Moving on to the article then, my recent journeys around southern California was certainly an eye opener. Give away sales for empty houses on every street...million dollar houses listed at $250,000 or lower, construction industry flat lined. Politicians and the news outlets seem to be in blissful denial of how bad things really are, which I imagine is more palatable than reality, or owning up to the truth of what is to come.
SL, come on, the Leader Of The Free World said there is no economic trouble in the Golden Land...
Really, have you no faith in politicians? [img]tongue.gif" border="0[/img]
Originally posted by Stargazer:[b]SL, come on, the Leader Of The Free World said there is no economic trouble in the Golden Land...Really, have you no faith in politicians? [img]tongue.gif" border="0[/img] [/b]
Well...alright then....as long as you're willing to vouch....I'll take your word for it. [img]wink.gif" border="0[/img]
The GM dealer is an interesting archetype, and I am conflicted on my feelings about him.
There are a few people in every economic downturn who lose their shirts, and among those people there are a few people who deserve to lose their shirts (in this market,I would say that is housing speculators)
The GM dealer though, is dealing a line of automobiles from a really sick company, that is out-of-sync with reality on a very main street level - and the GM dealer must have known that a person who drives a Honda or Toyota, and a similar GM car for a year would almost invariably choose the import. The quality difference is astonishing.
Main Street matters to Wall Street, although maybe not as much as it should. On a Wall Street level, General Motors bet its future on the truck market - trucks sell well, because the trades and industry wear them out frequently; but if trades and industry decline the truck market invariably goes with it. If GM were building cheap, reliable cars, office workers in big cities might be able to sustain them through a tough time, everyone knows that trades and industry boom and bust. GM shares are worth under ten dollars for the first time in their history. There were/are a lot of red flags for the GM dealer.
That said, I don't think the GM dealer is a bad guy -- everyone wants to avoid a difficult future and any kind of great innovation or business idea takes a certain degree of risk.
I like to think that the social safety net functions so that if this GM dealer goes bust, that his family doesn't starve and he still has a roof over his head... but I bet everytime the issue comes up, he acts like most small capitalists and talks about "industry", "hard-work", "tax grabs", and "big spending". That kind of talk only supports the big corporations that screwed him over.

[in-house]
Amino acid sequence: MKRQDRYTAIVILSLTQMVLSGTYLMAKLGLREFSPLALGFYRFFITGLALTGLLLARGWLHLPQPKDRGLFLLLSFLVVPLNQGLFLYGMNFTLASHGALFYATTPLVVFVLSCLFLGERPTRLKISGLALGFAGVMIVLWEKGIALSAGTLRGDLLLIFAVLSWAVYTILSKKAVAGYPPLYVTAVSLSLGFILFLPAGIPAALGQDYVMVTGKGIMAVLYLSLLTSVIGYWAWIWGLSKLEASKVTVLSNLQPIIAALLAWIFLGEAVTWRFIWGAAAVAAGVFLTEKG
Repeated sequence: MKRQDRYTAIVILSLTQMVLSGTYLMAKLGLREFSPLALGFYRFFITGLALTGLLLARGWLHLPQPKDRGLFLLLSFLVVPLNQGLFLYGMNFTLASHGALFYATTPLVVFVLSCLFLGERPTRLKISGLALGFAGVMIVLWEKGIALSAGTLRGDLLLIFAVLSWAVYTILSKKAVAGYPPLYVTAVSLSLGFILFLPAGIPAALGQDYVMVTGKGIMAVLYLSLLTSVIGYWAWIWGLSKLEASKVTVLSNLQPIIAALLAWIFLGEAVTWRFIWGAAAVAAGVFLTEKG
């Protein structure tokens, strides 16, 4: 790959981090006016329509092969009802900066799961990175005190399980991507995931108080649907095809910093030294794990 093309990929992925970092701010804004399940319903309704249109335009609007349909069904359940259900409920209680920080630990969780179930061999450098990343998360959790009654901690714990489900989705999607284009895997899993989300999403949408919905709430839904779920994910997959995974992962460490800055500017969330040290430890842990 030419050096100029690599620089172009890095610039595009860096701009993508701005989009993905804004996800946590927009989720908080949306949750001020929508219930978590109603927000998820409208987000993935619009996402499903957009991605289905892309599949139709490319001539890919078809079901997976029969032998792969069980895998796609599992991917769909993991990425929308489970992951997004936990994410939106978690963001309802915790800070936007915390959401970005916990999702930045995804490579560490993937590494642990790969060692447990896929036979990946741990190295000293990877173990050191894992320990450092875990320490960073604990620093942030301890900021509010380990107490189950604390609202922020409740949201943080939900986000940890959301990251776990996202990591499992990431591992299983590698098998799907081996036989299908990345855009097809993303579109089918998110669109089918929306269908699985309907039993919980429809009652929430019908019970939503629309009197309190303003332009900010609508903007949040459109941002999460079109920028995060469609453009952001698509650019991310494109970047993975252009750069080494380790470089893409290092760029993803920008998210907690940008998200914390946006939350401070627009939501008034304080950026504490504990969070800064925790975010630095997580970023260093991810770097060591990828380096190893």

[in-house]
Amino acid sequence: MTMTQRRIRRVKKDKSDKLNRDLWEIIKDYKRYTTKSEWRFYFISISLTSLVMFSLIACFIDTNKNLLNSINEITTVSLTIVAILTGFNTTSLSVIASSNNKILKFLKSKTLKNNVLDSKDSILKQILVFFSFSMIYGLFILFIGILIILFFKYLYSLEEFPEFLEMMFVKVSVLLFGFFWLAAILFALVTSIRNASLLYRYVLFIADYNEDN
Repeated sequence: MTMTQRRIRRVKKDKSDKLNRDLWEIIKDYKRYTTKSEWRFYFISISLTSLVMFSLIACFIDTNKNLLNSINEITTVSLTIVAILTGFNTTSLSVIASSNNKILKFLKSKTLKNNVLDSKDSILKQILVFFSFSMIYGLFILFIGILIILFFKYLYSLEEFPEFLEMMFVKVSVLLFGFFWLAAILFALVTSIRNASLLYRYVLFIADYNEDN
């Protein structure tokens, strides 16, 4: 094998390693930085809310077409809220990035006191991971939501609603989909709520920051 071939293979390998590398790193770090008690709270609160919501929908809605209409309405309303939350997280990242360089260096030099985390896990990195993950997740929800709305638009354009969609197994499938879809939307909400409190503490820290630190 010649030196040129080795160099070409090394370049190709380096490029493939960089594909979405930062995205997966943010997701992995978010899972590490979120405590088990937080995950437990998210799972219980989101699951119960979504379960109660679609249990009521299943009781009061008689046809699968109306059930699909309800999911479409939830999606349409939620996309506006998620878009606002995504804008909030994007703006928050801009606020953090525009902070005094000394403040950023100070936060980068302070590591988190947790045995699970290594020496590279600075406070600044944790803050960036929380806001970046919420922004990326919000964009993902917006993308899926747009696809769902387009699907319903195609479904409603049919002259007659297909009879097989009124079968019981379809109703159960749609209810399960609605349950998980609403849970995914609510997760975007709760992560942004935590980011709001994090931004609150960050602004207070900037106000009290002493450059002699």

I can even frame this in terms that Main Street loves - in a Jeffersonian democracy, you have to distrust big government and big corporations. The values of "industry" and "hard work" only apply at the Main Street level, at the Wall Street level its too easy for corporations to become too powerful, or in the case of GM throw too much money behind a flawed plan and put a lot of people in a very bad spot.
Whoever wins in November won't be able to do much about it either, and I bet Wall Street will be saying that the cure to these economic ailments is "deregulation" when the opposite is probably true. What scares me, is that deregulation removed most of the checks in balances that were put in place after the Great Depression. That said, its my belief that this to, shall come to pass.
[ 19 July 2008: Message edited by: Louis Riel Trail ]
I am in an interesting place right now. As I watch things falling down around the country, I find myself perched in what seems to be a bubble that's still expanding. I live in a small city in Texas and building is booming, rents are up, the real estate market is healthy, business is good. I'm not kidding.
Oh yeah, the gas prices are up and more people are riding the bus, riding bikes, talking about needing more public transit. And food prices are up too but most people have jobs so they just cut back on extras.
The Texas economy is built on oil and, as you know, things have never been better in that business - record profits. Well, the fat cats have to hang out somewhere - unless they all move to condos in Dubai.
Originally posted by swan:[b]...I find myself perched in what seems to be a bubble that's still expanding.[/b]
We have our own bubble zone...or bobble zone if you like. It's called Alberta.
Keith, we all know Ottawa receives their marching orders from Warshington. We need you to keep us on the inside track of what's really happening in the big show. Read you soon eh.